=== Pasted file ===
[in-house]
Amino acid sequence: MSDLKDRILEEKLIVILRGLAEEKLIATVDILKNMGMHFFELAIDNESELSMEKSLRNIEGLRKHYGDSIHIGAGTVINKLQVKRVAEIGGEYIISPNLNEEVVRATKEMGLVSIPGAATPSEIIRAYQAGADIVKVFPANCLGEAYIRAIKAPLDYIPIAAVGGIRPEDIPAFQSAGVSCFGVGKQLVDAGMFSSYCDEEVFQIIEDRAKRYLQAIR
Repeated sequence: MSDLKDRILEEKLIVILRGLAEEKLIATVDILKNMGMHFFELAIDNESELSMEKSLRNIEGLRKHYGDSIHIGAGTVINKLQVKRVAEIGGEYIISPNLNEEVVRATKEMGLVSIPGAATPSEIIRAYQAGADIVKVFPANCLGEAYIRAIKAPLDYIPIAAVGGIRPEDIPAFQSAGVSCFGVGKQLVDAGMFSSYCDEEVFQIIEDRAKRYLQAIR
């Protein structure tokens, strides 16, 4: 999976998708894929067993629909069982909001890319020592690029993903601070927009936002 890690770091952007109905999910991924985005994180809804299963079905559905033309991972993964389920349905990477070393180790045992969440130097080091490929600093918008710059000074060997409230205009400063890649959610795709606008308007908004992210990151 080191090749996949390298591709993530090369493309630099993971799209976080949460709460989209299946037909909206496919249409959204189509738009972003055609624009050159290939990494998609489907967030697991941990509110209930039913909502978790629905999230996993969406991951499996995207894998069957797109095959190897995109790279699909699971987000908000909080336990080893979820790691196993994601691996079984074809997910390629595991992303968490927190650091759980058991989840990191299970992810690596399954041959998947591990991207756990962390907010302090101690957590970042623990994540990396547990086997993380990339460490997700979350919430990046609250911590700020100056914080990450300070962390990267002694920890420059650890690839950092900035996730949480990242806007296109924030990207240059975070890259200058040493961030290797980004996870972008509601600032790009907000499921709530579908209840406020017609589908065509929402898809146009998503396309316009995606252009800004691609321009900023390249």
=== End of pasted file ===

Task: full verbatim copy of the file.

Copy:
[in-house]
Amino acid sequence: MSDLKDRILEEKLIVILRGLAEEKLIATVDILKNMGMHFFELAIDNESELSMEKSLRNIEGLRKHYGDSIHIGAGTVINKLQVKRVAEIGGEYIISPNLNEEVVRATKEMGLVSIPGAATPSEIIRAYQAGADIVKVFPANCLGEAYIRAIKAPLDYIPIAAVGGIRPEDIPAFQSAGVSCFGVGKQLVDAGMFSSYCDEEVFQIIEDRAKRYLQAIR
Repeated sequence: MSDLKDRILEEKLIVILRGLAEEKLIATVDILKNMGMHFFELAIDNESELSMEKSLRNIEGLRKHYGDSIHIGAGTVINKLQVKRVAEIGGEYIISPNLNEEVVRATKEMGLVSIPGAATPSEIIRAYQAGADIVKVFPANCLGEAYIRAIKAPLDYIPIAAVGGIRPEDIPAFQSAGVSCFGVGKQLVDAGMFSSYCDEEVFQIIEDRAKRYLQAIR
């Protein structure tokens, strides 16, 4: 999976998708894929067993629909069982909001890319020592690029993903601070927009936002 890690770091952007109905999910991924985005994180809804299963079905559905033309991972993964389920349905990477070393180790045992969440130097080091490929600093918008710059000074060997409230205009400063890649959610795709606008308007908004992210990151 080191090749996949390298591709993530090369493309630099993971799209976080949460709460989209299946037909909206496919249409959204189509738009972003055609624009050159290939990494998609489907967030697991941990509110209930039913909502978790629905999230996993969406991951499996995207894998069957797109095959190897995109790279699909699971987000908000909080336990080893979820790691196993994601691996079984074809997910390629595991992303968490927190650091759980058991989840990191299970992810690596399954041959998947591990991207756990962390907010302090101690957590970042623990994540990396547990086997993380990339460490997700979350919430990046609250911590700020100056914080990450300070962390990267002694920890420059650890690839950092900035996730949480990242806007296109924030990207240059975070890259200058040493961030290797980004996870972008509601600032790009907000499921709530579908209840406020017609589908065509929402898809146009998503396309316009995606252009800004691609321009900023390249």